Imagine my surprise when I received an email from Douglas Florian last month thanking me for supporting his new book COMETS, STARS, THE MOON, AND MARS…and telling me he liked the Pluto poem I posted at Blue Rose Girls! He may not know this, but his compliment meant a lot to me. You see…I’m a big fan of Douglas Florian’s poetry. I own all of his poetry collections—I even own two copies of some of them!!!
I wrote back to Douglas Florian and asked if he would like to be interviewed for Wild Rose Reader. Need I tell you that I was elated when he answered in the affirmative?
ABOUT THE POETRY OF DOUGLAS FLORIAN
I used to share Douglas Florian’s poetry with my second grade students all the time—and later with students in my elementary school library. They enjoyed his poetry as much as I did. Florian is truly one of my favorite poets. His humorous, rhyming poetry is in a class by itself. I will admit that I find some of the light, humorous verse written for children today mildly amusing at best. It just doesn’t sing to me, doesn’t make me laugh, doesn’t beg to be read over and over again, doesn’t surprise with puns, clever wordplay, or pithy endings like the poetry of Douglas Florian. His poems frolic on the page hand in hand with his colorful and energetic art.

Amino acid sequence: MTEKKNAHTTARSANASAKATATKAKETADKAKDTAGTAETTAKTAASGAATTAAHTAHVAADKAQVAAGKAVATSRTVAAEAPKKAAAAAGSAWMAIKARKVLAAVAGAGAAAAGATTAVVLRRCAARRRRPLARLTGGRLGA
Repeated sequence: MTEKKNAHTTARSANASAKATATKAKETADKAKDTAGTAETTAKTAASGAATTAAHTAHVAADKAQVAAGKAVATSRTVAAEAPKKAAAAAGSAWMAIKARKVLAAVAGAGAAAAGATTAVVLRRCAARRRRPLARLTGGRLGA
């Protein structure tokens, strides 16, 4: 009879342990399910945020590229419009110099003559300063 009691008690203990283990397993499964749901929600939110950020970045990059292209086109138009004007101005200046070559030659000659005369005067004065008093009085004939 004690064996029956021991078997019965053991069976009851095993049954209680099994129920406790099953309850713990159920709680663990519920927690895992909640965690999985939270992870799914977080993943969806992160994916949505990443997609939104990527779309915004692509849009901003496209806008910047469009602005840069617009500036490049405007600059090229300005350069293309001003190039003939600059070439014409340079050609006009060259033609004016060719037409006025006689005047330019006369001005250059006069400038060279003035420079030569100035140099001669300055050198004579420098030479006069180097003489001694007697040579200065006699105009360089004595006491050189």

I interviewed Douglas Florian about his latest collection of space poems. You can read my review of COMETS, STARS, THE MOON, AND MARS at Blue Rose Girls. I also posted an additional article—Update: Comets, Stars, the Moon and Mars…and Pluto. That’s where Douglas read my Pluto poem.
Elaine: Douglas, you are probably most well known for your collections of animal poems, including BEAST FEAST, MAMMALABILIA, and my particular favorite INSECTLOPEDIA. Your four books of seasonal poems, WINTER EYES, SUMMERSAULTS, AUTUMNBLINGS, and HANDSPRINGS have also been very popular. Can you tell us what inspired you to write a collection of poems about space?